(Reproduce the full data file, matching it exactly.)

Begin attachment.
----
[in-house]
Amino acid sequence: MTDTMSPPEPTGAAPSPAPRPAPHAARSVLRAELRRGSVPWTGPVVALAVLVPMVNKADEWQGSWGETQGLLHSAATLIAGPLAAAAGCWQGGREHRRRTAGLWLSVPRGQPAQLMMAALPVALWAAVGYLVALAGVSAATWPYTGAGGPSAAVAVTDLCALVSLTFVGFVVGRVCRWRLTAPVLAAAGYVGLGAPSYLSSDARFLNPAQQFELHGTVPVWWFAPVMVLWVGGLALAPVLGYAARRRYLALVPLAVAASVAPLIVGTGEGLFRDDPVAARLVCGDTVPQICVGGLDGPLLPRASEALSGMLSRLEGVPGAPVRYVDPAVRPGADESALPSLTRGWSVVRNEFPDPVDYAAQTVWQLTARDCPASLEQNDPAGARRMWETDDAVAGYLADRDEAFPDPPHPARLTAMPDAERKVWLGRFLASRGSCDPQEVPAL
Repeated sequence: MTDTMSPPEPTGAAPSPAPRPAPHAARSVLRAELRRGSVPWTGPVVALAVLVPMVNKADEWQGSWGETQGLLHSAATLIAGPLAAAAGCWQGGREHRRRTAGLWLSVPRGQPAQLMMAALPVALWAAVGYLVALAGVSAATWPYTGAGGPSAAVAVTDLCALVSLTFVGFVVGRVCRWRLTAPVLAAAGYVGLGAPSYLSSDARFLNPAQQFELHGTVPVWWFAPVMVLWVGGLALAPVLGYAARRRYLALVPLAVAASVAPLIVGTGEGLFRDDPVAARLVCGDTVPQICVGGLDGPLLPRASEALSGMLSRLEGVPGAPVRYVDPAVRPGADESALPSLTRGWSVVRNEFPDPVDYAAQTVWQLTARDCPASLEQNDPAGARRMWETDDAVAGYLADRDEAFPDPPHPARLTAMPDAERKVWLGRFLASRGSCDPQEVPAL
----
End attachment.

[in-house]
Amino acid sequence: MTDTMSPPEPTGAAPSPAPRPAPHAARSVLRAELRRGSVPWTGPVVALAVLVPMVNKADEWQGSWGETQGLLHSAATLIAGPLAAAAGCWQGGREHRRRTAGLWLSVPRGQPAQLMMAALPVALWAAVGYLVALAGVSAATWPYTGAGGPSAAVAVTDLCALVSLTFVGFVVGRVCRWRLTAPVLAAAGYVGLGAPSYLSSDARFLNPAQQFELHGTVPVWWFAPVMVLWVGGLALAPVLGYAARRRYLALVPLAVAASVAPLIVGTGEGLFRDDPVAARLVCGDTVPQICVGGLDGPLLPRASEALSGMLSRLEGVPGAPVRYVDPAVRPGADESALPSLTRGWSVVRNEFPDPVDYAAQTVWQLTARDCPASLEQNDPAGARRMWETDDAVAGYLADRDEAFPDPPHPARLTAMPDAERKVWLGRFLASRGSCDPQEVPAL
Repeated sequence: MTDTMSPPEPTGAAPSPAPRPAPHAARSVLRAELRRGSVPWTGPVVALAVLVPMVNKADEWQGSWGETQGLLHSAATLIAGPLAAAAGCWQGGREHRRRTAGLWLSVPRGQPAQLMMAALPVALWAAVGYLVALAGVSAATWPYTGAGGPSAAVAVTDLCALVSLTFVGFVVGRVCRWRLTAPVLAAAGYVGLGAPSYLSSDARFLNPAQQFELHGTVPVWWFAPVMVLWVGGLALAPVLGYAARRRYLALVPLAVAASVAPLIVGTGEGLFRDDPVAARLVCGDTVPQICVGGLDGPLLPRASEALSGMLSRLEGVPGAPVRYVDPAVRPGADESALPSLTRGWSVVRNEFPDPVDYAAQTVWQLTARDCPASLEQNDPAGARRMWETDDAVAGYLADRDEAFPDPPHPARLTAMPDAERKVWLGRFLASRGSCDPQEVPAL